‘Daily Mirror’ 4 May 2020
‘Daily Mirror’ 24 April 2020
‘Daily Mirror’ 20 May 2020
‘Daily Mirror’ 24 April 2020
‘Daily Mirror’ 12 May 2020
‘The Island’ 20 May 2020
‘The Island’ 20 May 2020
viii) For sheer audacity it is difficult to beat ‘The Island’ of 21 May 2020. While the most prominent news report on Page 3 is Ranil Wickremesinghe lauds Kerala Health Minister’s efforts in letter, probably the most inconspicuous on the same page at the bottom is Sajith wants Parliament summoned as EC says no to General Election on June 20
Premadasa should never have allowed matters to drift and allow Wickremesinghe and his cohorts which now include powerful sections of the media to wrest the initiative from him and his Samagi Jana Balawegaya (SJB) party. In the context of the constitutional conundrum surrounding the impending General Elections in the midst of Covid-19, should not the SJB have taken the fight to the SLPP? The issues presented by the SLPP on a platter to the opposition would have been manna from heaven to any vibrant opposition in another country. If Sajith and his SJB cannot stand the heat they might as well fold up and call it a day instead of simply going through the motions of just being an opposition.
Would not the fallout from Covid-19 particularly in terms of an uncertain future have tempered the bravado and unreasonableness of those concerned in the population to accept the truism that survival is only possible in a united country with all communities living as brothers and sisters? Is this not a powerful starting point for the opposition? Why is this not being effectively marketed? Why is the opposition letting others to set the agenda?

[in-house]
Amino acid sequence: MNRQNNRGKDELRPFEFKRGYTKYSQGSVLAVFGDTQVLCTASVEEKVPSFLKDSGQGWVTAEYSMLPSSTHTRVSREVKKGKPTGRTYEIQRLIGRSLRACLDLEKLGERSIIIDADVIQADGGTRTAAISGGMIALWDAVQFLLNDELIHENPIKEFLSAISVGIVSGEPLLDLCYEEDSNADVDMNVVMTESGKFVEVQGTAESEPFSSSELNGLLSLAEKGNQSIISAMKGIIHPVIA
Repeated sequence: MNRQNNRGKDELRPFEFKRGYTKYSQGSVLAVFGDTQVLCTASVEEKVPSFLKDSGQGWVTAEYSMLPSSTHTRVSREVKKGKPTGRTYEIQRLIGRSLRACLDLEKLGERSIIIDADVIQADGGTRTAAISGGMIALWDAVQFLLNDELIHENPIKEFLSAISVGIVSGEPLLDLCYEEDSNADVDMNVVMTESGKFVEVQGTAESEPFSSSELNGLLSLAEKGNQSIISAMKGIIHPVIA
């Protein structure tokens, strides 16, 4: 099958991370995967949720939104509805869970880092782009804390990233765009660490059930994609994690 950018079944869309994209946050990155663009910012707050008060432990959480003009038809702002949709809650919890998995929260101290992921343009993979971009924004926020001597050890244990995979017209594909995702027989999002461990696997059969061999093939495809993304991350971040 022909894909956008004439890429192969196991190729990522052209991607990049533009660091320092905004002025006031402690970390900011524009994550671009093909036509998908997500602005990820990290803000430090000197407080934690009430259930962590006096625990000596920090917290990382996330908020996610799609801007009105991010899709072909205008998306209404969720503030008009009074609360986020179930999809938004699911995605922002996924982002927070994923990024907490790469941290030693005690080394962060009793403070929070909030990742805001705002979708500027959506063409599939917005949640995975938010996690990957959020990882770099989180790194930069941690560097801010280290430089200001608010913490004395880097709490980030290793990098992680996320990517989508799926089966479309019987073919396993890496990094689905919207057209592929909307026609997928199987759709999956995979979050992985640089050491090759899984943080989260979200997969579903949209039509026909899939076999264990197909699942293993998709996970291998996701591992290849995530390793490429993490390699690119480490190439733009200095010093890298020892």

The SJB has missed ‘full tosses’ such as the blatant call to welcome foreign remittances irrespective of the source even if only for 3 months. The media have merely reported this without comment. Does this not have money laundering implications? Does not the country already have a major problem with illicit drugs? Does the link between money laundering, illicit drugs and funding of terrorism need elaboration?
Why is the opposition not demanding a stimulus package which gives due attention to vulnerable sections and makes any corporate bailout contingent on reforms pertaining to social justice, environmental protection and others? The Rs. 150 Billion Strategy to Revive Economy proposed by former CBSL Governor Nivard Cabraal – now Senior Adviser, Economic Affairs to PM Rajapaksa and the recently released “Multi-sectoral approach for post-COVID-19 economic revival from Ceylon Chamber” demonstrate a deficiency in these crucial aspects.
The opposition must demonstrate a far greater resolve than what it has done so far.
Romesh de Silva PC was spot on when he reportedly told the Supreme Court that the opposition had “betrayed” parliament by its undertaking given to the President not to “overthrow” the government if the ‘dissolved’ parliament is convened.
It is beyond one’s comprehension that there are still some persons in the SJB who are kowtowing to the electorally ‘toxic’ Ranil Wickremesinghe. This ambivalence sends a signal of weakness and bodes ill for the electoral prospects of the SJB.